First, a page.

Getting to the End, Slowly but Surely - Part II

Had a very productive day.  Wrote 5000 words.  The book is now at 93,000.  All I need to do is finish off the final battle between humans and zombies, and then draft the closing chapter.  With luck I should have it completed this weekend.

Monday, November 9, 2009

Getting to the End, Slowly but Surely

Had a fairly productive weekend with the zombie novel. I'm up to 88,000 words. I hope to have the first draft of the manuscript completed by Thanksgiving.

Friday, November 6, 2009

Greetings From a New Blogger

Thank you for visiting this blog. I don't know what search term brought you here, but I hope you're not disappointed.

I'm an aspiring horror author. After six years of writing and three years of trying to get published, I finally got my break. Since April of this year I've had three works published or accepted for publication. Living Dead Press has published two short stories about zombie outbreaks -- "Cruise of the Living Dead" in their Dead Worlds: Volume 3 anthology (August 2009), and "Deck the Malls with Bowels of Holly" in their Christmas Is Dead anthology (October 2009). Living Dead Press publishes quality anthologies from up-and-coming authors who love the genres, so if hordes of the walking dead and gallons of gore is your thing, please check them out.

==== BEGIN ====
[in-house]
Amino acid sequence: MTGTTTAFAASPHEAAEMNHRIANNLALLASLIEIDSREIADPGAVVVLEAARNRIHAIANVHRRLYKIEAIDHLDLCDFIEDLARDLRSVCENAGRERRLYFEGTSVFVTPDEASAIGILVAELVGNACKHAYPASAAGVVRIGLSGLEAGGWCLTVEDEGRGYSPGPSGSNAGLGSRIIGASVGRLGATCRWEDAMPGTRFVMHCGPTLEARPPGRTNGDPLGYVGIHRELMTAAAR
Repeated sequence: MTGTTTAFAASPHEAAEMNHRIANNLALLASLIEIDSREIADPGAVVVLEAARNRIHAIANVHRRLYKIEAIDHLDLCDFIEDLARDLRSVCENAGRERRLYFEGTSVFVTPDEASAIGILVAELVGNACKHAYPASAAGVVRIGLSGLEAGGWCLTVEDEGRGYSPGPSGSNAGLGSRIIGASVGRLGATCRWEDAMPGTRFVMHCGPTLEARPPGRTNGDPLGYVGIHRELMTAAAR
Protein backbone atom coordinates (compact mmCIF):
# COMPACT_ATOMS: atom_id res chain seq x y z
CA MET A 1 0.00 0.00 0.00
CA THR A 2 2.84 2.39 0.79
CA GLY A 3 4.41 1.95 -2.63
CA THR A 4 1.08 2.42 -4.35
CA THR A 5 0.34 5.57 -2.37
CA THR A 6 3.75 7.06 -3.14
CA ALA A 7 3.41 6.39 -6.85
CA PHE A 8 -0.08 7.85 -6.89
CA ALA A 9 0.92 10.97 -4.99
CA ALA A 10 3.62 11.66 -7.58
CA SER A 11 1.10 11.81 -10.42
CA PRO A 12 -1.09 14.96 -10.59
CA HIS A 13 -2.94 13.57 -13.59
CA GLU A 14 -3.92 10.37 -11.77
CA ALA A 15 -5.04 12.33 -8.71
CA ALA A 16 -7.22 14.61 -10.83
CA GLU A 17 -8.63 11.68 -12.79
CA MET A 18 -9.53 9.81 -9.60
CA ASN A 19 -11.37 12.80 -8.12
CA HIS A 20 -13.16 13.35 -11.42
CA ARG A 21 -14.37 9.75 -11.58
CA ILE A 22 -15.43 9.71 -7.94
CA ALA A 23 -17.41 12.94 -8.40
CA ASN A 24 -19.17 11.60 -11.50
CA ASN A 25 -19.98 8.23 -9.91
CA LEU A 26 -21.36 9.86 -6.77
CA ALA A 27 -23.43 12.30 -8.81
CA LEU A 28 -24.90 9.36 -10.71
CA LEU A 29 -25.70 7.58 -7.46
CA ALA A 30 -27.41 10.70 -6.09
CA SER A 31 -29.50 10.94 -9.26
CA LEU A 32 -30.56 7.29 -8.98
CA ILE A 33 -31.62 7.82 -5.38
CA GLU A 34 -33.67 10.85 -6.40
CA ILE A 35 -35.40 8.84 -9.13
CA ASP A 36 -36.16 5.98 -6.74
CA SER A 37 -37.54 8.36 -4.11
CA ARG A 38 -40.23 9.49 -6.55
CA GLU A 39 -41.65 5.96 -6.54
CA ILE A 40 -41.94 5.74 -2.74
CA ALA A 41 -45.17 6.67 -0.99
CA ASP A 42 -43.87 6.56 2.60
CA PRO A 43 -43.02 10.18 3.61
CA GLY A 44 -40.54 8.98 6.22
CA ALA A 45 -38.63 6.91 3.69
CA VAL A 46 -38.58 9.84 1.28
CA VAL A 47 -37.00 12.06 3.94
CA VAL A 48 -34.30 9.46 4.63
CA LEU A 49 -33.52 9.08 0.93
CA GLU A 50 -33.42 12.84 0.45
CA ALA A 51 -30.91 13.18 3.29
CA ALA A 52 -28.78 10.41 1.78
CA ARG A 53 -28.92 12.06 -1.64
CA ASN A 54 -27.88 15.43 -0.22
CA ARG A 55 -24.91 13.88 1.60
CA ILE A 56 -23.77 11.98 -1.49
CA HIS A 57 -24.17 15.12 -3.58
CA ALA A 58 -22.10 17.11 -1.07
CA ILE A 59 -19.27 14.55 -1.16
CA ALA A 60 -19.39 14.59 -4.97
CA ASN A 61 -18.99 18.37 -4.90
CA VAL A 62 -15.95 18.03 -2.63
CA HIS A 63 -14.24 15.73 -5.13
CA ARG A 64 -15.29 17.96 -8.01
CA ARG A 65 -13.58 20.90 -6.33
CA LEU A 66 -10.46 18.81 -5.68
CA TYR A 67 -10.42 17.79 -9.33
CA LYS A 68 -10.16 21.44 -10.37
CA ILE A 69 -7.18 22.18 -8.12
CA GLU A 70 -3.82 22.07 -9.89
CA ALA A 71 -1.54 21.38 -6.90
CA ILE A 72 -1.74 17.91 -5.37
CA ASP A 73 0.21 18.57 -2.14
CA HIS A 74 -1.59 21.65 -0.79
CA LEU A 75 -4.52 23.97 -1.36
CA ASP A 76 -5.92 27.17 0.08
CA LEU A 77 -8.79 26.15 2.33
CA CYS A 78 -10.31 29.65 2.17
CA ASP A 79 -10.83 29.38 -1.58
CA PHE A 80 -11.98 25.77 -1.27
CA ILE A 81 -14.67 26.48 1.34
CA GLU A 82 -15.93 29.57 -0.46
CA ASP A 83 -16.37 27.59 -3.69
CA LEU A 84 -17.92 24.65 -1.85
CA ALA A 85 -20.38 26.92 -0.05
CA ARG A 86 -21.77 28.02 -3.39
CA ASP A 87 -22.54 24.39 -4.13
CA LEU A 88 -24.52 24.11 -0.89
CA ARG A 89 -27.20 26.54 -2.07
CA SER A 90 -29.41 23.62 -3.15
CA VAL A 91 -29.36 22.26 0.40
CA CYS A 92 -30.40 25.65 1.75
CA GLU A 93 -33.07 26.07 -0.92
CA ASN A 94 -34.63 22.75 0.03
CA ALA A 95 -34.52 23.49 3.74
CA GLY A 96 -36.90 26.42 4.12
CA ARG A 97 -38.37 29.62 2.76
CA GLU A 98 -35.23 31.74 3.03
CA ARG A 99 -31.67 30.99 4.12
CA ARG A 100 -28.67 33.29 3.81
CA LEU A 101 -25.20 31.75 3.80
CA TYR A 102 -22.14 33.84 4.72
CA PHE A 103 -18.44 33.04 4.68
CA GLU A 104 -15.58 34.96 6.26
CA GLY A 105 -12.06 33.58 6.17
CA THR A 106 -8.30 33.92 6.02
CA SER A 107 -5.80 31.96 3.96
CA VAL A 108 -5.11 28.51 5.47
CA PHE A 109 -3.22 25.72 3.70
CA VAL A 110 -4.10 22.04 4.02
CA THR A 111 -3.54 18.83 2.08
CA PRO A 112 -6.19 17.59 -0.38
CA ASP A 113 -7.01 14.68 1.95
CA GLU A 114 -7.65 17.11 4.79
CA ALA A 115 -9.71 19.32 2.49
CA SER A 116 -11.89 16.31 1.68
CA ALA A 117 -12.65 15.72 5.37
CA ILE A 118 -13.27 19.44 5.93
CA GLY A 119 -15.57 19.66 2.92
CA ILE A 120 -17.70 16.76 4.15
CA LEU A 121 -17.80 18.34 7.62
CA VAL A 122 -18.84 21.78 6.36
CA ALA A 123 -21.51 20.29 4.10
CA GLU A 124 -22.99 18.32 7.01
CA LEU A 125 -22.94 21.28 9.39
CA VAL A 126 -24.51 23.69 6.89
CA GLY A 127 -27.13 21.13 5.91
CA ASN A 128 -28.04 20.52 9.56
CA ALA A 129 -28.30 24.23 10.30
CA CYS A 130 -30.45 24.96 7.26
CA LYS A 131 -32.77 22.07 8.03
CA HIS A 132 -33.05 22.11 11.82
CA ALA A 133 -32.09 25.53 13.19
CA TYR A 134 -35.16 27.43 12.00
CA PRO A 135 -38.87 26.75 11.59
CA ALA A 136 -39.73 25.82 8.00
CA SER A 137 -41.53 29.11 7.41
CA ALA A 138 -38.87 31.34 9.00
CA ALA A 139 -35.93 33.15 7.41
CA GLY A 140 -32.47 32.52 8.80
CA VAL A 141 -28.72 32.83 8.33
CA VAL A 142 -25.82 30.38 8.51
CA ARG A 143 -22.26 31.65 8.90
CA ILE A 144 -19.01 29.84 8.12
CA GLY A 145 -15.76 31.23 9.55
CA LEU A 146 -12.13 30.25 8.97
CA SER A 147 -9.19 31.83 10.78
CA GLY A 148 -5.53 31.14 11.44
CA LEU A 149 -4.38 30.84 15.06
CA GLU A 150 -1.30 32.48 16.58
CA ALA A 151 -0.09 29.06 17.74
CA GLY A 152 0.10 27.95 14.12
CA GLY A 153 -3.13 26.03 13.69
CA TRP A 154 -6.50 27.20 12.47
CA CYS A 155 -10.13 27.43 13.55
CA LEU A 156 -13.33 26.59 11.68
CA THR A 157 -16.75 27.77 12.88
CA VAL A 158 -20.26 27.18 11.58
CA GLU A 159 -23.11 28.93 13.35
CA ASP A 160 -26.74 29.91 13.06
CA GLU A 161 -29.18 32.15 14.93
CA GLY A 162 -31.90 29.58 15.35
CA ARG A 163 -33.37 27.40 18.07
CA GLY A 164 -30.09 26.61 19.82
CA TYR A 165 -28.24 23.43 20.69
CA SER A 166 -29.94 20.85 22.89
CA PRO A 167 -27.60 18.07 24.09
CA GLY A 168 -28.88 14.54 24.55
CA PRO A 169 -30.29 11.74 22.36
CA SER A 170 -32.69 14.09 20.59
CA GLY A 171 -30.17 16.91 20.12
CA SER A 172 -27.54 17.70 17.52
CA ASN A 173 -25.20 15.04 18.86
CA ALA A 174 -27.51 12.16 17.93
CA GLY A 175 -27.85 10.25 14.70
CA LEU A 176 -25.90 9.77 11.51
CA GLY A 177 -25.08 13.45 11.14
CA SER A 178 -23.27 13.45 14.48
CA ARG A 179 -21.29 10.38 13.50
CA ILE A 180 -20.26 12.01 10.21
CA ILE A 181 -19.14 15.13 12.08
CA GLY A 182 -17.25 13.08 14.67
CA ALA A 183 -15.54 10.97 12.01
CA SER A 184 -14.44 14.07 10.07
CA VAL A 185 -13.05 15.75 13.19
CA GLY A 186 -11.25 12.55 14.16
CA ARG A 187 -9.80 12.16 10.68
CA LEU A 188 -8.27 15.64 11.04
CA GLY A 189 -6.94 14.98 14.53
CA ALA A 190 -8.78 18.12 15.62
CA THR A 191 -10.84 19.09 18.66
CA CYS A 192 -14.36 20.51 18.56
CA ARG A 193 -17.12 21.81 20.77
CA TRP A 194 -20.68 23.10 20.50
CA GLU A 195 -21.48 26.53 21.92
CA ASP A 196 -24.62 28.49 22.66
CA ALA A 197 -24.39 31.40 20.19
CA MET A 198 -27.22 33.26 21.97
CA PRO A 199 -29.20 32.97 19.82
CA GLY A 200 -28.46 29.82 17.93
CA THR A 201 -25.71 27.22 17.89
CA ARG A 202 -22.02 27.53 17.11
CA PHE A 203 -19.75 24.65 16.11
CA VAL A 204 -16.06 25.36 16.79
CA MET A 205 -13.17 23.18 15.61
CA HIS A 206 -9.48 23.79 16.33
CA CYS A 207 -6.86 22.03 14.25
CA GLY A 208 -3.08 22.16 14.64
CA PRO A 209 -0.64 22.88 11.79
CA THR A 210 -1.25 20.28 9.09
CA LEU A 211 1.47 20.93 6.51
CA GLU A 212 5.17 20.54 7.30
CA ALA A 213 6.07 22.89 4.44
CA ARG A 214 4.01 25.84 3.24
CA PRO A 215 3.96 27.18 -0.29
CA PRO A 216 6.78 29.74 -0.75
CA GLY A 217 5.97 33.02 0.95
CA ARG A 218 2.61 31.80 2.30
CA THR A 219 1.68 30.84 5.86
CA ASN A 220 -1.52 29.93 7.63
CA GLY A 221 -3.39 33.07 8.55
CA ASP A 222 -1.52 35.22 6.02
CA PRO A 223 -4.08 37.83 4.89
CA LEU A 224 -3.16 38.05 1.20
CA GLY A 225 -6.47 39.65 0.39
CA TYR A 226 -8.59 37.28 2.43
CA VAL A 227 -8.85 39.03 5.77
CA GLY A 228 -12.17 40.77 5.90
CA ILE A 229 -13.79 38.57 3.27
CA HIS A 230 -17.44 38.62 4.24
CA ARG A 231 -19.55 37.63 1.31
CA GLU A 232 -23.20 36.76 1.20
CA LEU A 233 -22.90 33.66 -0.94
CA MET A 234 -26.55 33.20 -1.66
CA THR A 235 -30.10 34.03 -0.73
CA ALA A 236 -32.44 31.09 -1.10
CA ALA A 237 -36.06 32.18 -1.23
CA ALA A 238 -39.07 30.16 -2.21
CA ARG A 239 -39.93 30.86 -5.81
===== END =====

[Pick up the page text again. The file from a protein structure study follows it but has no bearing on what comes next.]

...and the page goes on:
Even more exciting, in March 2010 Shadowfire Press will publish as an e-book my first novel, The Vampire Hunters, which is an urban fantasy about a small band of humans hunting vampires in contemporary Washington D.C. Shadowfire Press also has expressed interest in the next two books of The Vampire Hunters trilogy. The vampires in my books are not romantic figures trying to find a place in society. While I understand the popularity of such books and do not in any way mean to denigrate this genre and its authors, I'm an old school horror fan who grew up watching Peter Cushing battling Christopher Lee. My vampires are purely evil and see humans as nothing more than a means by which to satiate their desires.

For those of you who typed in the search term "rabbits" and wound up here, Google is not malfunctioning. I'm dad/staff/servant to six house rabbits. Cocoa, the mottled white-brown lop pictured above, was the inspiration for the character van Helsing in my vampire trilogy. So if the thump in the night you crave is from something cute and furry, don't go any further.

Blogging is a brave new world for me, and I'll try not to make it boring.  I hope to post to this site as regularly as possible and fill you in on the latest news on the writing front, mental musings from me about writing or horror-related topics, or maybe the latest rabbit mischief.